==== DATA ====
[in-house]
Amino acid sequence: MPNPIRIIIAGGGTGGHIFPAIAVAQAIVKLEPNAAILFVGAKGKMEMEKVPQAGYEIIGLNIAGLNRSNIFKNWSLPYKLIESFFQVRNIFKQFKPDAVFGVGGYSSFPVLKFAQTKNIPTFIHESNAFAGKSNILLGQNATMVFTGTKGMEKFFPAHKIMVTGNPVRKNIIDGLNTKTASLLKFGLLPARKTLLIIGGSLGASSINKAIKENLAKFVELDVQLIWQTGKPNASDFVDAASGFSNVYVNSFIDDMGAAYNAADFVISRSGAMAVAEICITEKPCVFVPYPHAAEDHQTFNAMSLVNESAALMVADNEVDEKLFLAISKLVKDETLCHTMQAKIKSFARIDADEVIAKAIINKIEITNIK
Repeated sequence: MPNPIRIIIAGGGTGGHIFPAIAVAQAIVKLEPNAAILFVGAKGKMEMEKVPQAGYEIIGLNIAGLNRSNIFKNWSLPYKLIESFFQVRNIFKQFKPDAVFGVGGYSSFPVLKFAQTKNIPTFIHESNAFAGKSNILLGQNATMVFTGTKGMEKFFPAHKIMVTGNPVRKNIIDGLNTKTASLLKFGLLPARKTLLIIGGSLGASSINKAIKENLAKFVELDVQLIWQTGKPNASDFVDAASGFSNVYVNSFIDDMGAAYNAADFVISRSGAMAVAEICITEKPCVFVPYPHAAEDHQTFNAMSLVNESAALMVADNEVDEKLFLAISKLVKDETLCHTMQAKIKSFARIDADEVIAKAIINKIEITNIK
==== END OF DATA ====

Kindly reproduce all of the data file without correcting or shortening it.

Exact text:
[in-house]
Amino acid sequence: MPNPIRIIIAGGGTGGHIFPAIAVAQAIVKLEPNAAILFVGAKGKMEMEKVPQAGYEIIGLNIAGLNRSNIFKNWSLPYKLIESFFQVRNIFKQFKPDAVFGVGGYSSFPVLKFAQTKNIPTFIHESNAFAGKSNILLGQNATMVFTGTKGMEKFFPAHKIMVTGNPVRKNIIDGLNTKTASLLKFGLLPARKTLLIIGGSLGASSINKAIKENLAKFVELDVQLIWQTGKPNASDFVDAASGFSNVYVNSFIDDMGAAYNAADFVISRSGAMAVAEICITEKPCVFVPYPHAAEDHQTFNAMSLVNESAALMVADNEVDEKLFLAISKLVKDETLCHTMQAKIKSFARIDADEVIAKAIINKIEITNIK
Repeated sequence: MPNPIRIIIAGGGTGGHIFPAIAVAQAIVKLEPNAAILFVGAKGKMEMEKVPQAGYEIIGLNIAGLNRSNIFKNWSLPYKLIESFFQVRNIFKQFKPDAVFGVGGYSSFPVLKFAQTKNIPTFIHESNAFAGKSNILLGQNATMVFTGTKGMEKFFPAHKIMVTGNPVRKNIIDGLNTKTASLLKFGLLPARKTLLIIGGSLGASSINKAIKENLAKFVELDVQLIWQTGKPNASDFVDAASGFSNVYVNSFIDDMGAAYNAADFVISRSGAMAVAEICITEKPCVFVPYPHAAEDHQTFNAMSLVNESAALMVADNEVDEKLFLAISKLVKDETLCHTMQAKIKSFARIDADEVIAKAIINKIEITNIK